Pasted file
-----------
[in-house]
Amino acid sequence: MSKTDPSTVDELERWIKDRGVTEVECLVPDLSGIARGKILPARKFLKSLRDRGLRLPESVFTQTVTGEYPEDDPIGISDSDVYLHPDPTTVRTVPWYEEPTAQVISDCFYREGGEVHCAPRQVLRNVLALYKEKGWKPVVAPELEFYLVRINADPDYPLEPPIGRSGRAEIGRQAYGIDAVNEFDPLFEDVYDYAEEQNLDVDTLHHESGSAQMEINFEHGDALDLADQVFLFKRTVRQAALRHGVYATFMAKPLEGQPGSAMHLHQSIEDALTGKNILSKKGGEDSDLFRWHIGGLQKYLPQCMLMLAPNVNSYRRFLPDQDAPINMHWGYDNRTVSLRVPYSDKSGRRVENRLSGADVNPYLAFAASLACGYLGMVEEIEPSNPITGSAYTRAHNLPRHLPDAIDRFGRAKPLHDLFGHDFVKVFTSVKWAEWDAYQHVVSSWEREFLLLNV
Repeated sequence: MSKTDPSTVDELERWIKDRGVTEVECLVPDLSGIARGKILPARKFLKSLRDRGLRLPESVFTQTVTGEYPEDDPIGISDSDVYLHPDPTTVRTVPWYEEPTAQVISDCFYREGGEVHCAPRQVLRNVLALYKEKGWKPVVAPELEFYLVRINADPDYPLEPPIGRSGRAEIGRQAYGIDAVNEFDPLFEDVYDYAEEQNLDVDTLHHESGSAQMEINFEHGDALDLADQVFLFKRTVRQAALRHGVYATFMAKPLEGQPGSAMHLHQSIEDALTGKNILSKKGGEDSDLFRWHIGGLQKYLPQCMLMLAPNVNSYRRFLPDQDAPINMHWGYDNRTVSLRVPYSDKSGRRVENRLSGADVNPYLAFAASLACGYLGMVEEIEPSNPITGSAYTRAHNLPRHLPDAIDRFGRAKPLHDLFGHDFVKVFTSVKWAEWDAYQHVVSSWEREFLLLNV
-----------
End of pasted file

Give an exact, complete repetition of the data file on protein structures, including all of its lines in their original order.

[in-house]
Amino acid sequence: MSKTDPSTVDELERWIKDRGVTEVECLVPDLSGIARGKILPARKFLKSLRDRGLRLPESVFTQTVTGEYPEDDPIGISDSDVYLHPDPTTVRTVPWYEEPTAQVISDCFYREGGEVHCAPRQVLRNVLALYKEKGWKPVVAPELEFYLVRINADPDYPLEPPIGRSGRAEIGRQAYGIDAVNEFDPLFEDVYDYAEEQNLDVDTLHHESGSAQMEINFEHGDALDLADQVFLFKRTVRQAALRHGVYATFMAKPLEGQPGSAMHLHQSIEDALTGKNILSKKGGEDSDLFRWHIGGLQKYLPQCMLMLAPNVNSYRRFLPDQDAPINMHWGYDNRTVSLRVPYSDKSGRRVENRLSGADVNPYLAFAASLACGYLGMVEEIEPSNPITGSAYTRAHNLPRHLPDAIDRFGRAKPLHDLFGHDFVKVFTSVKWAEWDAYQHVVSSWEREFLLLNV
Repeated sequence: MSKTDPSTVDELERWIKDRGVTEVECLVPDLSGIARGKILPARKFLKSLRDRGLRLPESVFTQTVTGEYPEDDPIGISDSDVYLHPDPTTVRTVPWYEEPTAQVISDCFYREGGEVHCAPRQVLRNVLALYKEKGWKPVVAPELEFYLVRINADPDYPLEPPIGRSGRAEIGRQAYGIDAVNEFDPLFEDVYDYAEEQNLDVDTLHHESGSAQMEINFEHGDALDLADQVFLFKRTVRQAALRHGVYATFMAKPLEGQPGSAMHLHQSIEDALTGKNILSKKGGEDSDLFRWHIGGLQKYLPQCMLMLAPNVNSYRRFLPDQDAPINMHWGYDNRTVSLRVPYSDKSGRRVENRLSGADVNPYLAFAASLACGYLGMVEEIEPSNPITGSAYTRAHNLPRHLPDAIDRFGRAKPLHDLFGHDFVKVFTSVKWAEWDAYQHVVSSWEREFLLLNV